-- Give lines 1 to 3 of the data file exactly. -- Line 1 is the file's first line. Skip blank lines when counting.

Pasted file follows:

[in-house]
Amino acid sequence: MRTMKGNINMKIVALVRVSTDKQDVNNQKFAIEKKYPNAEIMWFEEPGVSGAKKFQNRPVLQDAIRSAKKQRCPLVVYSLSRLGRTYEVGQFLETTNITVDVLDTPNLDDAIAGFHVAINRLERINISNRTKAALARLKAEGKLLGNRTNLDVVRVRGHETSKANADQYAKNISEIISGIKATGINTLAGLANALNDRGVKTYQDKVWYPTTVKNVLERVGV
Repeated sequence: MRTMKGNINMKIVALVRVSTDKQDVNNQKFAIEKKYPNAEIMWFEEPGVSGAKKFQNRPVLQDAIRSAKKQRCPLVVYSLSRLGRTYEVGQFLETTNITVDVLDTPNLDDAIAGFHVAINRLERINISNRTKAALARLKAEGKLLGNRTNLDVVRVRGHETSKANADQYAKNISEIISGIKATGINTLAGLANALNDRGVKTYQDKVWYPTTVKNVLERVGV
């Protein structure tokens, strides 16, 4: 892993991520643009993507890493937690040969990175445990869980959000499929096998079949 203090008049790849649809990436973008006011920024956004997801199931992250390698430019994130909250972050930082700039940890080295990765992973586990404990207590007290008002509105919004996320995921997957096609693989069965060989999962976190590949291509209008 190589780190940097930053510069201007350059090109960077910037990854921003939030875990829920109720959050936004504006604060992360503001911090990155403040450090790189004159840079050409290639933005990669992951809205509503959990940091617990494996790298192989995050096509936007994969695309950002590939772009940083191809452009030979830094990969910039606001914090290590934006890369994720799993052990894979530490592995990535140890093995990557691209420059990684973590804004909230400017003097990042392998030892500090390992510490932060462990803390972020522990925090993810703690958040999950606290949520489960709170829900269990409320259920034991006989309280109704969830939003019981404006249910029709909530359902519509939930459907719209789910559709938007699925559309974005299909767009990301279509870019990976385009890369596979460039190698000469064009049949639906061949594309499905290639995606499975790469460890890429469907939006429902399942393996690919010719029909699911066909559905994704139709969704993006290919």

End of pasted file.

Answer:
[in-house]
Amino acid sequence: MRTMKGNINMKIVALVRVSTDKQDVNNQKFAIEKKYPNAEIMWFEEPGVSGAKKFQNRPVLQDAIRSAKKQRCPLVVYSLSRLGRTYEVGQFLETTNITVDVLDTPNLDDAIAGFHVAINRLERINISNRTKAALARLKAEGKLLGNRTNLDVVRVRGHETSKANADQYAKNISEIISGIKATGINTLAGLANALNDRGVKTYQDKVWYPTTVKNVLERVGV
Repeated sequence: MRTMKGNINMKIVALVRVSTDKQDVNNQKFAIEKKYPNAEIMWFEEPGVSGAKKFQNRPVLQDAIRSAKKQRCPLVVYSLSRLGRTYEVGQFLETTNITVDVLDTPNLDDAIAGFHVAINRLERINISNRTKAALARLKAEGKLLGNRTNLDVVRVRGHETSKANADQYAKNISEIISGIKATGINTLAGLANALNDRGVKTYQDKVWYPTTVKNVLERVGV